I suspect the the metal strips, if they exist, are part of the debris from the breakup as she sank. It is quite possible that there was some damage to the underside of the hull but remember the underside is the one portion of the hull that had a double bottom. All the intial reports indicate that water was entering from the side and not the bottom. It is also extremely unlikely that the impact could actually have torn off any hull plating-ice could pop rivets and bend hull plates but it would break away as it did so.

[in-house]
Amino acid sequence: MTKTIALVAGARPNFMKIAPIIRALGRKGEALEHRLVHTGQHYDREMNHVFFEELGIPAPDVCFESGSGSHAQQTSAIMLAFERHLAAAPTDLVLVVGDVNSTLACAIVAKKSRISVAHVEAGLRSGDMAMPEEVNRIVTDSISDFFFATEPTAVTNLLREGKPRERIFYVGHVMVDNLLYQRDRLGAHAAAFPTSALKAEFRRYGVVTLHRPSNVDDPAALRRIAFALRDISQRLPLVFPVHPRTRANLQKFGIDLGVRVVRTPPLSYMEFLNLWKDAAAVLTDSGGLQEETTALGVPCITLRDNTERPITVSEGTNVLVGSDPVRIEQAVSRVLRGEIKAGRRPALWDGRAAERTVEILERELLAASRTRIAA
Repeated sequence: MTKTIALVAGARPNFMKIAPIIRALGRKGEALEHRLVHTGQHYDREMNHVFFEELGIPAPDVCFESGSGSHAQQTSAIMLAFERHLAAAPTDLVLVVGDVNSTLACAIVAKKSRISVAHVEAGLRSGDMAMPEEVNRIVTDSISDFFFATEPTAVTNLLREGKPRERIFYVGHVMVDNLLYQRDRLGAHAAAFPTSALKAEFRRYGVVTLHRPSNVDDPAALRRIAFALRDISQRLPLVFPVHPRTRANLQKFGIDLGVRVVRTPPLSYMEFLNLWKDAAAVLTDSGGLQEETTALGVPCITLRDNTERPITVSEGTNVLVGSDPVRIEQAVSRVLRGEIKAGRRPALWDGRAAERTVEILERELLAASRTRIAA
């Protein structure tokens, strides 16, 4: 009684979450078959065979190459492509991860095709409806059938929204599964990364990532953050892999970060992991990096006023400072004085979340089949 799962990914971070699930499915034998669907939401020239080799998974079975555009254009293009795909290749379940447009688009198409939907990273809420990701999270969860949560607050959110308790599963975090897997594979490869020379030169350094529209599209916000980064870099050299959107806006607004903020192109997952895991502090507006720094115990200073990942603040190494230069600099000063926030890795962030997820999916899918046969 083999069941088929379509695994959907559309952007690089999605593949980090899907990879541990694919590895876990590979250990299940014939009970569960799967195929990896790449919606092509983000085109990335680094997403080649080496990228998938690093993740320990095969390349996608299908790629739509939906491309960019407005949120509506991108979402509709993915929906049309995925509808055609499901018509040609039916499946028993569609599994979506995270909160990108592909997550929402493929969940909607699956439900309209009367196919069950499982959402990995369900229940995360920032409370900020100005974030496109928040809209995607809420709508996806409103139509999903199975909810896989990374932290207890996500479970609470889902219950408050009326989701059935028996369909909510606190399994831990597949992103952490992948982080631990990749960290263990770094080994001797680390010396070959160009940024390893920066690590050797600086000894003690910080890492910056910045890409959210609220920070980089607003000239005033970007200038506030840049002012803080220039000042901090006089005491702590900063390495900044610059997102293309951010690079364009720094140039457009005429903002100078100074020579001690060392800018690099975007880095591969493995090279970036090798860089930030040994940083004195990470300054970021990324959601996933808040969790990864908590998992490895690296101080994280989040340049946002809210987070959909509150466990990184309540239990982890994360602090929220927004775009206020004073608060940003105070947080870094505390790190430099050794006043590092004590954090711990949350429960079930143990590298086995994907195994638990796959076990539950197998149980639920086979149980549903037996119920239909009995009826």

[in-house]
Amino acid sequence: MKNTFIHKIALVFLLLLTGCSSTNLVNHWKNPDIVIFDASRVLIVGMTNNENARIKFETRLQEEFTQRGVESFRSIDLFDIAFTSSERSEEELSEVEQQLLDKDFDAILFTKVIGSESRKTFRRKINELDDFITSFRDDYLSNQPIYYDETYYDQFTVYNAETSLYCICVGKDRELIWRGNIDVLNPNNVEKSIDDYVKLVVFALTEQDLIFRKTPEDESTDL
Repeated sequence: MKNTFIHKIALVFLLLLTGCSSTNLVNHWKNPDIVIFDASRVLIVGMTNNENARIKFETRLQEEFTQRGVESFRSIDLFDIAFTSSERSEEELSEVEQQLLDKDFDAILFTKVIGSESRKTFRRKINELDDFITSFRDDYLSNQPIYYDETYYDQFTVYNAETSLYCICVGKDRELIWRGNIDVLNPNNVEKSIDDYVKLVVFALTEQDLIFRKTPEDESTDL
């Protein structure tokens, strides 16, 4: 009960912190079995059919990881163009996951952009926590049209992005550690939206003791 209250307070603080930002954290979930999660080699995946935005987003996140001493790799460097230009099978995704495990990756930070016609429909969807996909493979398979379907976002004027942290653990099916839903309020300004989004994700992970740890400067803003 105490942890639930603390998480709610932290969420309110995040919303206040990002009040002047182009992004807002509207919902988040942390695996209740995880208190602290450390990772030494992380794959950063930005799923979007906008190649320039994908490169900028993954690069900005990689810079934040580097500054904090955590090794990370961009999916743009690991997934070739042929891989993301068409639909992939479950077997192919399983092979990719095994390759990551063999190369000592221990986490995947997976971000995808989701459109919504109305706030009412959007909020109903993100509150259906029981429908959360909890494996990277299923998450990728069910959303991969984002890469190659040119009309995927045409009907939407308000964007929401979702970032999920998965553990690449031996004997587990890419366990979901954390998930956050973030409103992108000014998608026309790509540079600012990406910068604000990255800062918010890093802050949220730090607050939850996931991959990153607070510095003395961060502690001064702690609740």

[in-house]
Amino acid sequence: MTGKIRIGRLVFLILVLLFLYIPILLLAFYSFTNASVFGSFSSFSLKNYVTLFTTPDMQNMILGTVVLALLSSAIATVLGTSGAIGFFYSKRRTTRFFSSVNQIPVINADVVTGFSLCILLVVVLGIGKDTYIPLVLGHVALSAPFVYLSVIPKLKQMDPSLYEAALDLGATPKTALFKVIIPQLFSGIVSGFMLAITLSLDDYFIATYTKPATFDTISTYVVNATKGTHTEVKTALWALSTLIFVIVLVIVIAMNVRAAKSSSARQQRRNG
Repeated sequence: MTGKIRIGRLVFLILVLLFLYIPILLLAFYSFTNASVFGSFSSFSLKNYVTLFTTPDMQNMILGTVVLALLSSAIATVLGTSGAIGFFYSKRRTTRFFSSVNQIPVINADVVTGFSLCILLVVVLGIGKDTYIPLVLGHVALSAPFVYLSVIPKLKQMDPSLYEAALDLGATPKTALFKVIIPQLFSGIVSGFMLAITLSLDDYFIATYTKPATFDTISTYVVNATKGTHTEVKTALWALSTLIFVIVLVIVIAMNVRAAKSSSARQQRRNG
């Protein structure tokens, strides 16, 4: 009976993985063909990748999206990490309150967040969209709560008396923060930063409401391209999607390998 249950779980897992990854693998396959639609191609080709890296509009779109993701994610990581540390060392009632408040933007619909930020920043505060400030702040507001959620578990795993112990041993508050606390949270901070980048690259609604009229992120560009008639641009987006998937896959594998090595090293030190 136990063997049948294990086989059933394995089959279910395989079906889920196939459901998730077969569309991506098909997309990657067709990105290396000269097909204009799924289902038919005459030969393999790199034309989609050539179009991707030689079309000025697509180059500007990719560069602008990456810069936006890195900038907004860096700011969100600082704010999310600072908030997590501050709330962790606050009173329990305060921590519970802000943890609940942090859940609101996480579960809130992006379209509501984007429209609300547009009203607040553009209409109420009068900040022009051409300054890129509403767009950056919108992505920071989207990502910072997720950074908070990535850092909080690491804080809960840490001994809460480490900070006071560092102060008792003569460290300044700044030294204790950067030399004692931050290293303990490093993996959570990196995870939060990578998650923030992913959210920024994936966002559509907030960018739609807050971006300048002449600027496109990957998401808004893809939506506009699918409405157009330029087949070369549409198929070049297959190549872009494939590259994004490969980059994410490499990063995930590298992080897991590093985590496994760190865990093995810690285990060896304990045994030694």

Also, the Titanic actually sank quite slowly. Two hours and forty minutes may sound quick to someone unfamiliar with maritime history, but in fact it's a long time. Some comparisons: Lusitania-18 minutes after being torpedoed in 1915, Titanic's sister ship Brittanic went \went down in less than an hour after she either struck a mine (as the Germans claimed) or was torpedoed (as the British claimed) in the Agean in 1916. The Empress of Ireland sank in 14 minutes after being rammed by the collier Storstad in the St. Lawrence River in 1914. To me the fact that it took nearly three hours for Titanic to sink is a good indication that the damage, while severe, was not beyond repair had Smith and the crew made any attempt to do so (see my article at the Steamship Historical Society of America's website: http://www.sshsa.org